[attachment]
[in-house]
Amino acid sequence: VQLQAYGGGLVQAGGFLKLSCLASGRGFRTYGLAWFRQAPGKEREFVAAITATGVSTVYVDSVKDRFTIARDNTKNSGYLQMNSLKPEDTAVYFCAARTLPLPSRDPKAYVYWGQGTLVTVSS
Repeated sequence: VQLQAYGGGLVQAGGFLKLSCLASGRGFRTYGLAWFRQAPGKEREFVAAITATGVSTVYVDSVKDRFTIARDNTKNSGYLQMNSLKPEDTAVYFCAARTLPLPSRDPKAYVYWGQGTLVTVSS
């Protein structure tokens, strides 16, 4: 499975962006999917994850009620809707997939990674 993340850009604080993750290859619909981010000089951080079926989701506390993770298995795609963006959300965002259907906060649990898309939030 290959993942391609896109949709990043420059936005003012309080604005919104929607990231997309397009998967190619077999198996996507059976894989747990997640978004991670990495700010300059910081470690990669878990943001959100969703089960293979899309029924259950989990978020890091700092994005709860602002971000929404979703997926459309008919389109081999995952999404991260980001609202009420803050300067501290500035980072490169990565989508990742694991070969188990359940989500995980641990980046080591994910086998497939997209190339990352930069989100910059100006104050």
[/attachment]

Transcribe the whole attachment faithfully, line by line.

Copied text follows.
[in-house]
Amino acid sequence: VQLQAYGGGLVQAGGFLKLSCLASGRGFRTYGLAWFRQAPGKEREFVAAITATGVSTVYVDSVKDRFTIARDNTKNSGYLQMNSLKPEDTAVYFCAARTLPLPSRDPKAYVYWGQGTLVTVSS
Repeated sequence: VQLQAYGGGLVQAGGFLKLSCLASGRGFRTYGLAWFRQAPGKEREFVAAITATGVSTVYVDSVKDRFTIARDNTKNSGYLQMNSLKPEDTAVYFCAARTLPLPSRDPKAYVYWGQGTLVTVSS
């Protein structure tokens, strides 16, 4: 499975962006999917994850009620809707997939990674 993340850009604080993750290859619909981010000089951080079926989701506390993770298995795609963006959300965002259907906060649990898309939030 290959993942391609896109949709990043420059936005003012309080604005919104929607990231997309397009998967190619077999198996996507059976894989747990997640978004991670990495700010300059910081470690990669878990943001959100969703089960293979899309029924259950989990978020890091700092994005709860602002971000929404979703997926459309008919389109081999995952999404991260980001609202009420803050300067501290500035980072490169990565989508990742694991070969188990359940989500995980641990980046080591994910086998497939997209190339990352930069989100910059100006104050």